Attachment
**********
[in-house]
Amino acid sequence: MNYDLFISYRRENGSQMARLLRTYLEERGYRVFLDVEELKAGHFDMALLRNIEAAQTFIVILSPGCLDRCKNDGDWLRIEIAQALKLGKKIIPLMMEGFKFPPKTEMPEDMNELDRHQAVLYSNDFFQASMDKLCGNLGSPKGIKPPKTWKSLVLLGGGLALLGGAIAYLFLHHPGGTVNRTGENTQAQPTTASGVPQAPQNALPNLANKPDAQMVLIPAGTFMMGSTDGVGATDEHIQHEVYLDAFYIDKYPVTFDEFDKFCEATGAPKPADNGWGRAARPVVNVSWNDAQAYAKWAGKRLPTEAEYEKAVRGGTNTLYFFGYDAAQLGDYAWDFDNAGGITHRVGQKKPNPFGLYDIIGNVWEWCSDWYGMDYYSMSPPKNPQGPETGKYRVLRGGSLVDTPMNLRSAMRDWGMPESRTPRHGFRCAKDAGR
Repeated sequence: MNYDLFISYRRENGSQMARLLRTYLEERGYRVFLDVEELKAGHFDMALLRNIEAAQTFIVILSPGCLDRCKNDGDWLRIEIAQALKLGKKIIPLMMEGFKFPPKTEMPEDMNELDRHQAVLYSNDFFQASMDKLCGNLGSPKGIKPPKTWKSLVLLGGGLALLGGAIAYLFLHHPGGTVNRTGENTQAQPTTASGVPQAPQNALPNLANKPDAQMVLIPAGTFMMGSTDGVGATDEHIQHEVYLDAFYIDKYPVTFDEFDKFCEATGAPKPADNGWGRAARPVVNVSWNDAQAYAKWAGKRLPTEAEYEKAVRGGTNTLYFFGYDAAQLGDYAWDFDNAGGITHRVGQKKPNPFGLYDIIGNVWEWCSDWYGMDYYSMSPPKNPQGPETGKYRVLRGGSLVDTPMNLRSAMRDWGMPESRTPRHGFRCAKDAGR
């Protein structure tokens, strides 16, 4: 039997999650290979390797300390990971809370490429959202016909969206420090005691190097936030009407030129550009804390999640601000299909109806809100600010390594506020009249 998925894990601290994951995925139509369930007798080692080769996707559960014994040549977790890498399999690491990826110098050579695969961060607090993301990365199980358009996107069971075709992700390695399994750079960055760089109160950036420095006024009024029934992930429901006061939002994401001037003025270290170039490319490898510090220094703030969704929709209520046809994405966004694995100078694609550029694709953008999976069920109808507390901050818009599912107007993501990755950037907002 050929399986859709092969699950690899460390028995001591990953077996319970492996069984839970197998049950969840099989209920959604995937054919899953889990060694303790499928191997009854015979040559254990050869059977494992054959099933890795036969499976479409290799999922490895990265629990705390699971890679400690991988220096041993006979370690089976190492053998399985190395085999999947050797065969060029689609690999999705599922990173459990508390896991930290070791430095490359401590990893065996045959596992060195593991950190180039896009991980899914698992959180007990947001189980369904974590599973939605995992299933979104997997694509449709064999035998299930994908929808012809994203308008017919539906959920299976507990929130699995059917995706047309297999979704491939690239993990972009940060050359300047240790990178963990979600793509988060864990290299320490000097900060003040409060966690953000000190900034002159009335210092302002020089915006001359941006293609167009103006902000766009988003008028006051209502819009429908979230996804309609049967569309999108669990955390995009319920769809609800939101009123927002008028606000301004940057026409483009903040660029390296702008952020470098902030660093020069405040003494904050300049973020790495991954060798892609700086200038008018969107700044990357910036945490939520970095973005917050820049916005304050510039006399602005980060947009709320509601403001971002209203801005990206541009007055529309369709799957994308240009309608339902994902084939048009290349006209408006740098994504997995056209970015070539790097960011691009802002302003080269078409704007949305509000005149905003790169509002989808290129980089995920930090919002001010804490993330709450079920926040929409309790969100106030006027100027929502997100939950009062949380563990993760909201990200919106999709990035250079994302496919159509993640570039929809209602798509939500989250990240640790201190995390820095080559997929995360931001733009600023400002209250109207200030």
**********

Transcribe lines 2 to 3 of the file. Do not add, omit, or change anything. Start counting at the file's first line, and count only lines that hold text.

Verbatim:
Amino acid sequence: MNYDLFISYRRENGSQMARLLRTYLEERGYRVFLDVEELKAGHFDMALLRNIEAAQTFIVILSPGCLDRCKNDGDWLRIEIAQALKLGKKIIPLMMEGFKFPPKTEMPEDMNELDRHQAVLYSNDFFQASMDKLCGNLGSPKGIKPPKTWKSLVLLGGGLALLGGAIAYLFLHHPGGTVNRTGENTQAQPTTASGVPQAPQNALPNLANKPDAQMVLIPAGTFMMGSTDGVGATDEHIQHEVYLDAFYIDKYPVTFDEFDKFCEATGAPKPADNGWGRAARPVVNVSWNDAQAYAKWAGKRLPTEAEYEKAVRGGTNTLYFFGYDAAQLGDYAWDFDNAGGITHRVGQKKPNPFGLYDIIGNVWEWCSDWYGMDYYSMSPPKNPQGPETGKYRVLRGGSLVDTPMNLRSAMRDWGMPESRTPRHGFRCAKDAGR
Repeated sequence: MNYDLFISYRRENGSQMARLLRTYLEERGYRVFLDVEELKAGHFDMALLRNIEAAQTFIVILSPGCLDRCKNDGDWLRIEIAQALKLGKKIIPLMMEGFKFPPKTEMPEDMNELDRHQAVLYSNDFFQASMDKLCGNLGSPKGIKPPKTWKSLVLLGGGLALLGGAIAYLFLHHPGGTVNRTGENTQAQPTTASGVPQAPQNALPNLANKPDAQMVLIPAGTFMMGSTDGVGATDEHIQHEVYLDAFYIDKYPVTFDEFDKFCEATGAPKPADNGWGRAARPVVNVSWNDAQAYAKWAGKRLPTEAEYEKAVRGGTNTLYFFGYDAAQLGDYAWDFDNAGGITHRVGQKKPNPFGLYDIIGNVWEWCSDWYGMDYYSMSPPKNPQGPETGKYRVLRGGSLVDTPMNLRSAMRDWGMPESRTPRHGFRCAKDAGR